PLG orchestration is an umbrella term for the processes, team setup, tools, and practices a company uses to run their product-led strategy. There have been lots of conversations on LinkedIn, Twitter, and various Slack communities about how product led growth (PLG) companies should be thinking about their go-to-market strategy, and with that – what tools and processes they need to be most effective.
So, we’ve taken it upon ourselves to pull together many of these insights together, along with our own experience, so product-led warriors like yourself have a starting place.
The need for product-led specific tools
James Lee, who runs Marketing Operations at Writer and was previously at Asana, put up a post discussing the need for “PLG Orchestration” tools over simply sending product qualified leads (PQL) to your legacy CRM (like Salesforce or Hubspot). He says that with existing CRMs, you run into two major problems:
- Hard to see full picture context or trends
- Can’t really see how this individual is related to others
James says that product led sales tools, like Correlated, should not only uncover and enable actions for teams, but should also work at “translating PLG into Account Plans” to give sales teams the insights they need to take appropriate action. This includes being able to:
- See trends
- Identify anomalies
- Start to see the story behind the numbers
At Correlated, we’ve been building a PLG orchestration platform for 18+ months and have learned a ton along the way. One of the major learnings was just how difficult it is for companies to identify the right product-qualified leads and accounts to reach out to, begin that initial outreach process, and get a view into key accounts – so we decided to build it into our product.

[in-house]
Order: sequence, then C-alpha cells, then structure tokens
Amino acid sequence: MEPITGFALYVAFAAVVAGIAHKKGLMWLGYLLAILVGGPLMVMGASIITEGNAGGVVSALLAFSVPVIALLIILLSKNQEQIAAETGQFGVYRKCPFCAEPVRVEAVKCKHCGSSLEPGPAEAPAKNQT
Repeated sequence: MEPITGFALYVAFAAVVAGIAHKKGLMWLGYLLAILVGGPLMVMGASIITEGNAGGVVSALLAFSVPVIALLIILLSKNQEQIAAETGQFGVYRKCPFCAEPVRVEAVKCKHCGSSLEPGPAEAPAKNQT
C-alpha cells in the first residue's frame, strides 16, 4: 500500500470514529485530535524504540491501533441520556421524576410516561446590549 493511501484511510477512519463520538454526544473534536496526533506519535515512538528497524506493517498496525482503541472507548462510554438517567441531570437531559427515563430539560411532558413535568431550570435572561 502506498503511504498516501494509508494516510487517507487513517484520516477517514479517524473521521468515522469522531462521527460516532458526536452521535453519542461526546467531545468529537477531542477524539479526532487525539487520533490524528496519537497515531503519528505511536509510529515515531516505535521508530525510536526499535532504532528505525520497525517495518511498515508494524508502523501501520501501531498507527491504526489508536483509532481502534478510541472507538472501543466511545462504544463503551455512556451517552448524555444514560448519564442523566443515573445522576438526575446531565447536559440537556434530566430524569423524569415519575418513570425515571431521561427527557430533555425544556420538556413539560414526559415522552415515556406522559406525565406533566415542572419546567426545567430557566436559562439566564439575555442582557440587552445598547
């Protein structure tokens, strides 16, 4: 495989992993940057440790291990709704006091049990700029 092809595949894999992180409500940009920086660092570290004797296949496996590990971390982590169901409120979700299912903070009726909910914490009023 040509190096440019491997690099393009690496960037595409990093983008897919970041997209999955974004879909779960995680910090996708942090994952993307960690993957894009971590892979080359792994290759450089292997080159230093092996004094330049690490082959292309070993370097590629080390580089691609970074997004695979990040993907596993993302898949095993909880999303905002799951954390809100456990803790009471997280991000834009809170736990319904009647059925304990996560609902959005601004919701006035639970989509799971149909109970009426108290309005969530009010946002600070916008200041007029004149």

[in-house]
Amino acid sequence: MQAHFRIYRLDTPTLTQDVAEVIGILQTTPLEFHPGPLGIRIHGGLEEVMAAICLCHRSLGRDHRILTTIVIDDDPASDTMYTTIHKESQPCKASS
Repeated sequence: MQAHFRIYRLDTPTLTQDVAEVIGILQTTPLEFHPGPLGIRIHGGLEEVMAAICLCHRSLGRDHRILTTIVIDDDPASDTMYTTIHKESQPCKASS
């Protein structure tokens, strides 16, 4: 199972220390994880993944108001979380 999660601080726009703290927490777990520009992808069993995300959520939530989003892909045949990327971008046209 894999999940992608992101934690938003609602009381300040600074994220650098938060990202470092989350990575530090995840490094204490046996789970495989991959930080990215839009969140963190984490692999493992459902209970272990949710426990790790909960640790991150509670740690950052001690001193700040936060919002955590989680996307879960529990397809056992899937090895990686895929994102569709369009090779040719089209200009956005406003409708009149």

Examples from other PLG companies
Show don’t tell. Instead of telling you about all the capabilities of PLG orchestration tools, let’s take a look at an example from a leading PLG company and one of our customers - Reveal.
Reveal, uses Correlated to spot trends and route the right Accounts and Leads to the appropriate Sales or CS team members when certain Accounts hit thresholds (inviting teammates, adding partners etc).
They also use the platform to identify anomalies that would indicate it’s time for their team to reach out. This includes things like integrations not being added, signs things are broken in their customers’ onboarding, and so on. Knowing these anomalies enables their team to intervene at the right time.
Finally, Reveal uses Correlated’s customer 360 views to get the full story behind the numbers when they aren’t sure what’s happening in a particular account. The ability to have all of these insights in one place with actionable next steps is nearly impossible to do with existing tools like Hubspot or Salesforce.
The future of PLG Orchestration
James then outlines his product roadmap for PLG Orchestration:
- Productize collaboration maps: I want to see the network of usage across teams. Who invited whom? Who is collaborating, sharing, editing with whom?